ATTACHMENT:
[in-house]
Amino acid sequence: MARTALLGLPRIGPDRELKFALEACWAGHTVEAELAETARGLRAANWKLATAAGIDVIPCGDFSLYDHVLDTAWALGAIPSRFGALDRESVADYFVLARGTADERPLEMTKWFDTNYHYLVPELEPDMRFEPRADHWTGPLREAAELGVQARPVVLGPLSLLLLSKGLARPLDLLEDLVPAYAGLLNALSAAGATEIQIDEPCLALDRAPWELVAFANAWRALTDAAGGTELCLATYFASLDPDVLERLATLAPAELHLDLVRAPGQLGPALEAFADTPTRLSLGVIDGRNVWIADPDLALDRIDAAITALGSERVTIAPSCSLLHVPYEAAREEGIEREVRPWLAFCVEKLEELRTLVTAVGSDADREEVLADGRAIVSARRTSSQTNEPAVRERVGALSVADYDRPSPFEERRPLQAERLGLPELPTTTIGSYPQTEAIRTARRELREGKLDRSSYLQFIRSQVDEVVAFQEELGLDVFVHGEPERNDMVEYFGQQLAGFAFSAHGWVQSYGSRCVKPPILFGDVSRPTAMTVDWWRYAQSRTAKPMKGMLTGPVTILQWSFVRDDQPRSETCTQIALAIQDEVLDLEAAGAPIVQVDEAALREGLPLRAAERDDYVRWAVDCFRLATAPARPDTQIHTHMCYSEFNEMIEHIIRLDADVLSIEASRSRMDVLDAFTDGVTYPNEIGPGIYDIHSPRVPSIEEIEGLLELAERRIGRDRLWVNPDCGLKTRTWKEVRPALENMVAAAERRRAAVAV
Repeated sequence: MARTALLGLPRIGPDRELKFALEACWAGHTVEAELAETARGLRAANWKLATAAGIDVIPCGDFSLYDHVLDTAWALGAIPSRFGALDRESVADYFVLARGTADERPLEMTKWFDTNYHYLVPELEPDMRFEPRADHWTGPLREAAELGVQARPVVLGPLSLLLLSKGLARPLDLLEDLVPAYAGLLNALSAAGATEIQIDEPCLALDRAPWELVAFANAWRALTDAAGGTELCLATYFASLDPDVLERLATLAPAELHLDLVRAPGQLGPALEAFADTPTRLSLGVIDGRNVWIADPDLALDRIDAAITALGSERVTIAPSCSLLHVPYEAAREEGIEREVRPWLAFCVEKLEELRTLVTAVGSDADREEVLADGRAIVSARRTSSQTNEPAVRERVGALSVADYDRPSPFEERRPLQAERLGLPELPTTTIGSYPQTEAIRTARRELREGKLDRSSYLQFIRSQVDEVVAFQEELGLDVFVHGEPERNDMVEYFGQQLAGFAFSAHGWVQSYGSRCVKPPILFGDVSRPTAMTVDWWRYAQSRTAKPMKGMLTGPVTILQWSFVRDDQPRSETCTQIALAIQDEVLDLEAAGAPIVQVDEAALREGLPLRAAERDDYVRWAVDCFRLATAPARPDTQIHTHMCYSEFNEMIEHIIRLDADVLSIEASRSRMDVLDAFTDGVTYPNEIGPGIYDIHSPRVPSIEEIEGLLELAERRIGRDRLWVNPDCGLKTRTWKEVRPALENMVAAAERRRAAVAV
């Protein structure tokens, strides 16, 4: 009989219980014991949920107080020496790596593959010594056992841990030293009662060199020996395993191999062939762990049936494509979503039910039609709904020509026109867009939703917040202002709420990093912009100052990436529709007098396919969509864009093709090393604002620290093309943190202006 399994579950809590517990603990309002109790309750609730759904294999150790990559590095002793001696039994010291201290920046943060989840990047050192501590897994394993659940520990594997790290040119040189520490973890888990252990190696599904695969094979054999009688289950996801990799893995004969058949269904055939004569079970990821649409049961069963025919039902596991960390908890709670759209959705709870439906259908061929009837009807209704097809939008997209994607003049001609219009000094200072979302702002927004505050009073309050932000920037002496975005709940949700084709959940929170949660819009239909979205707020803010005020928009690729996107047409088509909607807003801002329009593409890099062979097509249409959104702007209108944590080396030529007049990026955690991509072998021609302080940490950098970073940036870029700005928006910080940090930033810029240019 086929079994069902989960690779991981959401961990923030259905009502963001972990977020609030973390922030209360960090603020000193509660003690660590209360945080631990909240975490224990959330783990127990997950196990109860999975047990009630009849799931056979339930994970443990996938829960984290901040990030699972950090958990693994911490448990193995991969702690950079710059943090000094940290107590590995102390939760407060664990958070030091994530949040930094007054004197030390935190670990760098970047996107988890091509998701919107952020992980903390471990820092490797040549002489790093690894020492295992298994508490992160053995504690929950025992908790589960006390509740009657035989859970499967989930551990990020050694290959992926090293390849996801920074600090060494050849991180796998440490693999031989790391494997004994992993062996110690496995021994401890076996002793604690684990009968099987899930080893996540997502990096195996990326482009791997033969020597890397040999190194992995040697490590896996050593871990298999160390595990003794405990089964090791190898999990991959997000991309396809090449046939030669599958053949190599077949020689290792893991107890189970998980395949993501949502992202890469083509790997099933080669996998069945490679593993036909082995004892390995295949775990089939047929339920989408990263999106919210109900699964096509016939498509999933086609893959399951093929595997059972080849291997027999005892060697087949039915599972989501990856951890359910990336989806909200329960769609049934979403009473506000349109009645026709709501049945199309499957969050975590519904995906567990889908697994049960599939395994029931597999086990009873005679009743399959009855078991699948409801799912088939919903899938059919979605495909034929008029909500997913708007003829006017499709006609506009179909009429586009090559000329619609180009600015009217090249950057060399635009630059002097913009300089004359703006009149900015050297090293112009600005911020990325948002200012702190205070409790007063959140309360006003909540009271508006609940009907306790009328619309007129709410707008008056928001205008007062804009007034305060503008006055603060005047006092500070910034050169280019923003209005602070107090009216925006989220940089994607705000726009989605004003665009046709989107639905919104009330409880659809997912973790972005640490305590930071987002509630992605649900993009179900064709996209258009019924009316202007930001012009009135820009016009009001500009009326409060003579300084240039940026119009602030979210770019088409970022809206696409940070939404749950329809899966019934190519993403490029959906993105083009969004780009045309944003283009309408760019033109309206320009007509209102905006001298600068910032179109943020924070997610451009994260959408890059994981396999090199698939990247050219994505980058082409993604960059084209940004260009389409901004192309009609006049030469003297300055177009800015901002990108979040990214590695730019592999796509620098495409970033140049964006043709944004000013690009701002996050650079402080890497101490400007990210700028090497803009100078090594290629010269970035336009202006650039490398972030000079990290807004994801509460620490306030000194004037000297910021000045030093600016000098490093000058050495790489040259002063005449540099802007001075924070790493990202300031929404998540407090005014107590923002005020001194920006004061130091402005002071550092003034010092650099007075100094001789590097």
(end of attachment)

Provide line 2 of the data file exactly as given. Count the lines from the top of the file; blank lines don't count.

Amino acid sequence: MARTALLGLPRIGPDRELKFALEACWAGHTVEAELAETARGLRAANWKLATAAGIDVIPCGDFSLYDHVLDTAWALGAIPSRFGALDRESVADYFVLARGTADERPLEMTKWFDTNYHYLVPELEPDMRFEPRADHWTGPLREAAELGVQARPVVLGPLSLLLLSKGLARPLDLLEDLVPAYAGLLNALSAAGATEIQIDEPCLALDRAPWELVAFANAWRALTDAAGGTELCLATYFASLDPDVLERLATLAPAELHLDLVRAPGQLGPALEAFADTPTRLSLGVIDGRNVWIADPDLALDRIDAAITALGSERVTIAPSCSLLHVPYEAAREEGIEREVRPWLAFCVEKLEELRTLVTAVGSDADREEVLADGRAIVSARRTSSQTNEPAVRERVGALSVADYDRPSPFEERRPLQAERLGLPELPTTTIGSYPQTEAIRTARRELREGKLDRSSYLQFIRSQVDEVVAFQEELGLDVFVHGEPERNDMVEYFGQQLAGFAFSAHGWVQSYGSRCVKPPILFGDVSRPTAMTVDWWRYAQSRTAKPMKGMLTGPVTILQWSFVRDDQPRSETCTQIALAIQDEVLDLEAAGAPIVQVDEAALREGLPLRAAERDDYVRWAVDCFRLATAPARPDTQIHTHMCYSEFNEMIEHIIRLDADVLSIEASRSRMDVLDAFTDGVTYPNEIGPGIYDIHSPRVPSIEEIEGLLELAERRIGRDRLWVNPDCGLKTRTWKEVRPALENMVAAAERRRAAVAV